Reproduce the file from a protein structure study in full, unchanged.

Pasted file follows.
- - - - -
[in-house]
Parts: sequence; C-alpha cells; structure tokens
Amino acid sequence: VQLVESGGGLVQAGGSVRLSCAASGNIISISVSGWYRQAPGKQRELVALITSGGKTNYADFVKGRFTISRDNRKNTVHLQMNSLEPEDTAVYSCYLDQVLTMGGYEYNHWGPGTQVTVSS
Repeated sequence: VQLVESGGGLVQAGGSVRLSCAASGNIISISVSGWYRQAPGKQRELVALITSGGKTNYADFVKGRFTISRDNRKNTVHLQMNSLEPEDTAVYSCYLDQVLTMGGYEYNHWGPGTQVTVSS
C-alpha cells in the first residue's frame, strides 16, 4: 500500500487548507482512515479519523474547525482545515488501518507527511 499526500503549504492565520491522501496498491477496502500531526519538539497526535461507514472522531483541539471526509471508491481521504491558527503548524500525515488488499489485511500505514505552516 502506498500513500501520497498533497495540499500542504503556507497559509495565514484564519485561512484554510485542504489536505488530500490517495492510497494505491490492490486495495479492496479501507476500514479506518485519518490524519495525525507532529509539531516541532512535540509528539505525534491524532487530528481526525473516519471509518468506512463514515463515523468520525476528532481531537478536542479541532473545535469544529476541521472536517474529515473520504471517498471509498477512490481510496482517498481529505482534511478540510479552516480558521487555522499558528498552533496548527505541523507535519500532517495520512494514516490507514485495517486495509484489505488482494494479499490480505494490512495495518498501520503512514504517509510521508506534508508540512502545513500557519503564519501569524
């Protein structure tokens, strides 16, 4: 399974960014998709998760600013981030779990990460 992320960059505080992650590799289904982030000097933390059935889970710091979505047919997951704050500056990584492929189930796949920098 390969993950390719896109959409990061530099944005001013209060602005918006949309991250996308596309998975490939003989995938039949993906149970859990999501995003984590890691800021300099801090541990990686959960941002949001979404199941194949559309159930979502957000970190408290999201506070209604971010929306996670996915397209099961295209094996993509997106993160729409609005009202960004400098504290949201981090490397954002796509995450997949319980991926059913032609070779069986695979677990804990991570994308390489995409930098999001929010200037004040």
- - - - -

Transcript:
[in-house]
Parts: sequence; C-alpha cells; structure tokens
Amino acid sequence: VQLVESGGGLVQAGGSVRLSCAASGNIISISVSGWYRQAPGKQRELVALITSGGKTNYADFVKGRFTISRDNRKNTVHLQMNSLEPEDTAVYSCYLDQVLTMGGYEYNHWGPGTQVTVSS
Repeated sequence: VQLVESGGGLVQAGGSVRLSCAASGNIISISVSGWYRQAPGKQRELVALITSGGKTNYADFVKGRFTISRDNRKNTVHLQMNSLEPEDTAVYSCYLDQVLTMGGYEYNHWGPGTQVTVSS
C-alpha cells in the first residue's frame, strides 16, 4: 500500500487548507482512515479519523474547525482545515488501518507527511 499526500503549504492565520491522501496498491477496502500531526519538539497526535461507514472522531483541539471526509471508491481521504491558527503548524500525515488488499489485511500505514505552516 502506498500513500501520497498533497495540499500542504503556507497559509495565514484564519485561512484554510485542504489536505488530500490517495492510497494505491490492490486495495479492496479501507476500514479506518485519518490524519495525525507532529509539531516541532512535540509528539505525534491524532487530528481526525473516519471509518468506512463514515463515523468520525476528532481531537478536542479541532473545535469544529476541521472536517474529515473520504471517498471509498477512490481510496482517498481529505482534511478540510479552516480558521487555522499558528498552533496548527505541523507535519500532517495520512494514516490507514485495517486495509484489505488482494494479499490480505494490512495495518498501520503512514504517509510521508506534508508540512502545513500557519503564519501569524
């Protein structure tokens, strides 16, 4: 399974960014998709998760600013981030779990990460 992320960059505080992650590799289904982030000097933390059935889970710091979505047919997951704050500056990584492929189930796949920098 390969993950390719896109959409990061530099944005001013209060602005918006949309991250996308596309998975490939003989995938039949993906149970859990999501995003984590890691800021300099801090541990990686959960941002949001979404199941194949559309159930979502957000970190408290999201506070209604971010929306996670996915397209099961295209094996993509997106993160729409609005009202960004400098504290949201981090490397954002796509995450997949319980991926059913032609070779069986695979677990804990991570994308390489995409930098999001929010200037004040």